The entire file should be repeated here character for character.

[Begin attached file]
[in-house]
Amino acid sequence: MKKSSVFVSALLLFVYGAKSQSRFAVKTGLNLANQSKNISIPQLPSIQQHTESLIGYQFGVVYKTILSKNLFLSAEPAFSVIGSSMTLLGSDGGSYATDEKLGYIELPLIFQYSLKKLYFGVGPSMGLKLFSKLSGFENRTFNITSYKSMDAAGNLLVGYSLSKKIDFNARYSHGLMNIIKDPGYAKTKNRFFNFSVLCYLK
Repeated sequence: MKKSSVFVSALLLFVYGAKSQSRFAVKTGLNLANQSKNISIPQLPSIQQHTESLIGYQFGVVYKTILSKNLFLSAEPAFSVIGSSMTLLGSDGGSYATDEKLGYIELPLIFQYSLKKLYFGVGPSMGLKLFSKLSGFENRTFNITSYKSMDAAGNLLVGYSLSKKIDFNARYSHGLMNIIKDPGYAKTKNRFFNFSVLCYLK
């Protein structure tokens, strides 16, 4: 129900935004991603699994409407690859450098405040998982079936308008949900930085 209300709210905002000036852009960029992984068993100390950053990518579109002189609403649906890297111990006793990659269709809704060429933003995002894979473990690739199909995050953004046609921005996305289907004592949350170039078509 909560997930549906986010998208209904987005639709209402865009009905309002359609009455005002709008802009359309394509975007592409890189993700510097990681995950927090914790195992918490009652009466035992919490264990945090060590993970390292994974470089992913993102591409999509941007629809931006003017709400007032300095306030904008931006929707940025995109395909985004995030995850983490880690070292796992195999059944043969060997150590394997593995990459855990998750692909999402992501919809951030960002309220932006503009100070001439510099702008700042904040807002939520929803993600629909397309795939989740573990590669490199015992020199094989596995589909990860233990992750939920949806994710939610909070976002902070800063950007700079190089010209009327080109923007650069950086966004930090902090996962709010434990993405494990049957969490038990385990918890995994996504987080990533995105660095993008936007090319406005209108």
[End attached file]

[in-house]
Amino acid sequence: MKKSSVFVSALLLFVYGAKSQSRFAVKTGLNLANQSKNISIPQLPSIQQHTESLIGYQFGVVYKTILSKNLFLSAEPAFSVIGSSMTLLGSDGGSYATDEKLGYIELPLIFQYSLKKLYFGVGPSMGLKLFSKLSGFENRTFNITSYKSMDAAGNLLVGYSLSKKIDFNARYSHGLMNIIKDPGYAKTKNRFFNFSVLCYLK
Repeated sequence: MKKSSVFVSALLLFVYGAKSQSRFAVKTGLNLANQSKNISIPQLPSIQQHTESLIGYQFGVVYKTILSKNLFLSAEPAFSVIGSSMTLLGSDGGSYATDEKLGYIELPLIFQYSLKKLYFGVGPSMGLKLFSKLSGFENRTFNITSYKSMDAAGNLLVGYSLSKKIDFNARYSHGLMNIIKDPGYAKTKNRFFNFSVLCYLK
């Protein structure tokens, strides 16, 4: 129900935004991603699994409407690859450098405040998982079936308008949900930085 209300709210905002000036852009960029992984068993100390950053990518579109002189609403649906890297111990006793990659269709809704060429933003995002894979473990690739199909995050953004046609921005996305289907004592949350170039078509 909560997930549906986010998208209904987005639709209402865009009905309002359609009455005002709008802009359309394509975007592409890189993700510097990681995950927090914790195992918490009652009466035992919490264990945090060590993970390292994974470089992913993102591409999509941007629809931006003017709400007032300095306030904008931006929707940025995109395909985004995030995850983490880690070292796992195999059944043969060997150590394997593995990459855990998750692909999402992501919809951030960002309220932006503009100070001439510099702008700042904040807002939520929803993600629909397309795939989740573990590669490199015992020199094989596995589909990860233990992750939920949806994710939610909070976002902070800063950007700079190089010209009327080109923007650069950086966004930090902090996962709010434990993405494990049957969490038990385990918890995994996504987080990533995105660095993008936007090319406005209108």